The etiology and management of dentinal hypersensitivity

  • S.O. Arua
  • A.S. Fadare
  • V.E. Adamu


Dentin hypersensitivity involves loss of the tooth hard tissues leaving the dentin exposed with a short sharp pain response whenever it comes in contact with external stimuli. Above the cement-enamel junction (CEJ), loss of enamel causes dentin exposure. Below the CEJ, as soon as the cementum is exposed, it becomes non-viable and is lost, leaving the dentin exposed. When dentin hypersensitivity sets in, the patient feels so uncomfortable that they will avoid taking cold foods or brushing the affected tooth. Dentin hypersensitivity is a common tooth problem, especially with the growing demand for, and frequency of, tooth-whitening procedures. Bleaching-induced tooth sensitivity is becoming more common, although effective management options are available. We searched Google Scholar, Microsoft Academic, ProQuest, Cochrane Library, and Pubmed for information about dentin hypersensitivity. In this article, we have presented the following concepts about the condition: etiology, predisposing factors, signs and symptoms, epidemiology, as well as the correct diagnostic and treatment options for reversing the sensitivity impact and achieving optimal oral health.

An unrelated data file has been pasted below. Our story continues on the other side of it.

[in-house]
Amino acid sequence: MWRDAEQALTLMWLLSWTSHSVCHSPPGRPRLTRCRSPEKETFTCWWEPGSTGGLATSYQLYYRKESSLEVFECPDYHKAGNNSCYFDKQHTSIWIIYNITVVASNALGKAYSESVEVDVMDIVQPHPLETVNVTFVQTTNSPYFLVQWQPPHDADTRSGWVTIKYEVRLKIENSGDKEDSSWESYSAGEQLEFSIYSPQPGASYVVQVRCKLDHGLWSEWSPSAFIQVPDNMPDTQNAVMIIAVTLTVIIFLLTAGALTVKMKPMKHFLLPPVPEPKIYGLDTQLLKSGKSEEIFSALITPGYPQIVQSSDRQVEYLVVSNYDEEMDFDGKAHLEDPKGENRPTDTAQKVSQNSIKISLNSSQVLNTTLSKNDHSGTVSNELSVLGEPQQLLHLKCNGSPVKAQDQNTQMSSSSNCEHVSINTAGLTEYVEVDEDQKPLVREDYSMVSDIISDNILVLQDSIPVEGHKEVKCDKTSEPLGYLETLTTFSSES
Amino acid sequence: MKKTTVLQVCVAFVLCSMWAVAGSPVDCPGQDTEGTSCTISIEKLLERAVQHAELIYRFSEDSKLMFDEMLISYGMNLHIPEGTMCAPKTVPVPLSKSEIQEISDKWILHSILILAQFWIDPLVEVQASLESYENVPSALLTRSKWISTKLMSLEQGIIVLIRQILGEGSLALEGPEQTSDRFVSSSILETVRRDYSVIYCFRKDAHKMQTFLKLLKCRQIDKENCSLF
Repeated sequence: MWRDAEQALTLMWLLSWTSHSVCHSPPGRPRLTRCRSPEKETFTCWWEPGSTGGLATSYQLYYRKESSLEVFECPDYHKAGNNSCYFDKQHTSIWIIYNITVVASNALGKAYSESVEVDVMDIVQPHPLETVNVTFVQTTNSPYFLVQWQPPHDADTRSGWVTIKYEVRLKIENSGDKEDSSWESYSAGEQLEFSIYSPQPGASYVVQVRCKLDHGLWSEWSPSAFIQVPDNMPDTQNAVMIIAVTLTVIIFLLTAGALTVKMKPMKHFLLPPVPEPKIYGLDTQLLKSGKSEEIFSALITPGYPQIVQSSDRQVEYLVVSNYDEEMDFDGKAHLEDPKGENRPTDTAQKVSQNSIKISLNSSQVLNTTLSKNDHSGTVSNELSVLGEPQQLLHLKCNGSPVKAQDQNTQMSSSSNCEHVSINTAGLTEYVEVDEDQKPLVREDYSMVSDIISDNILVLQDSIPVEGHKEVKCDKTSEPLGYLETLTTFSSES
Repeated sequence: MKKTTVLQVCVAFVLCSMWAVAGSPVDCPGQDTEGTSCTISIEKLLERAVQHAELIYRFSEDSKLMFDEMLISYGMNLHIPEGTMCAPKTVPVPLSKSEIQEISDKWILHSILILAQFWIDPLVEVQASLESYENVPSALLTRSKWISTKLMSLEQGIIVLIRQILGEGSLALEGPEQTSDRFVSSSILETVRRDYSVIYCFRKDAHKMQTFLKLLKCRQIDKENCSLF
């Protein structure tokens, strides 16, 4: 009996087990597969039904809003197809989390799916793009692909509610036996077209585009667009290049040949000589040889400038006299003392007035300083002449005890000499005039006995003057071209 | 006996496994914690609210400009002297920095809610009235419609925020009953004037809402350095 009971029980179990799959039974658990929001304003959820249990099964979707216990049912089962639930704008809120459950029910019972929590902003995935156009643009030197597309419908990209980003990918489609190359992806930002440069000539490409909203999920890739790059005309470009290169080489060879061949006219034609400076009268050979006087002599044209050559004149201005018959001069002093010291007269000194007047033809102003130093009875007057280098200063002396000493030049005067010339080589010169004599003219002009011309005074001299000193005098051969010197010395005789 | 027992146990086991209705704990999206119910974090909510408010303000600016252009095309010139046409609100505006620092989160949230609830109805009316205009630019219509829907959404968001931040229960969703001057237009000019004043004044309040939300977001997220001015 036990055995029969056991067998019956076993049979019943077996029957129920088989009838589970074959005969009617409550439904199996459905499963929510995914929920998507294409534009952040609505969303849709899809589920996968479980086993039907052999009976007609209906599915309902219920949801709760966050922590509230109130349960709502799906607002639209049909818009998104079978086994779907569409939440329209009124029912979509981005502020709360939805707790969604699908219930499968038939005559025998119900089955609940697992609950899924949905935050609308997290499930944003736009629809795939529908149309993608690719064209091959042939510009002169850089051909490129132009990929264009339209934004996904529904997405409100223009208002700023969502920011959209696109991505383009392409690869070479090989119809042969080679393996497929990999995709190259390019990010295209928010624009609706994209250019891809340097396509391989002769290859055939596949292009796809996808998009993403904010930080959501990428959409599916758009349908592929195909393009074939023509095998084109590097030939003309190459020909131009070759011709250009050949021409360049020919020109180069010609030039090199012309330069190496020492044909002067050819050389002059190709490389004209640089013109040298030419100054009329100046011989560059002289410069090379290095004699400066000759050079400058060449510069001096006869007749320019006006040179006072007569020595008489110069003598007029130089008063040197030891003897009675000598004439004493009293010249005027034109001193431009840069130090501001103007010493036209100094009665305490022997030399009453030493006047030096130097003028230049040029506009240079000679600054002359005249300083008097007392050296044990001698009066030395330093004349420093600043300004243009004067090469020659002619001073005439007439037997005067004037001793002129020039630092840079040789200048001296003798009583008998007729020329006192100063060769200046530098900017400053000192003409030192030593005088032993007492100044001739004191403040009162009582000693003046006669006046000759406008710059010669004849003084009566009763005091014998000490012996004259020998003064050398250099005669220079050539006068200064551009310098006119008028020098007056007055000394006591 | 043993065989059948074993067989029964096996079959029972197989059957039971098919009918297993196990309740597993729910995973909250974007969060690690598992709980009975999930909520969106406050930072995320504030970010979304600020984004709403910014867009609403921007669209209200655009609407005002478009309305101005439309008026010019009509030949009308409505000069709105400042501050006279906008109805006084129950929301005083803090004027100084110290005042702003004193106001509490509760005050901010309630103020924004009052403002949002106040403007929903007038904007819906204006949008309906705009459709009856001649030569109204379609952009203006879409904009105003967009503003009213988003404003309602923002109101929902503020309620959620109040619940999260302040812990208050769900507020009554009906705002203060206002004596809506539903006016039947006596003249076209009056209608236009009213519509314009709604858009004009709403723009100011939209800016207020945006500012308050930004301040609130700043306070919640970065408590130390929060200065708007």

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eISSN: 2644-3740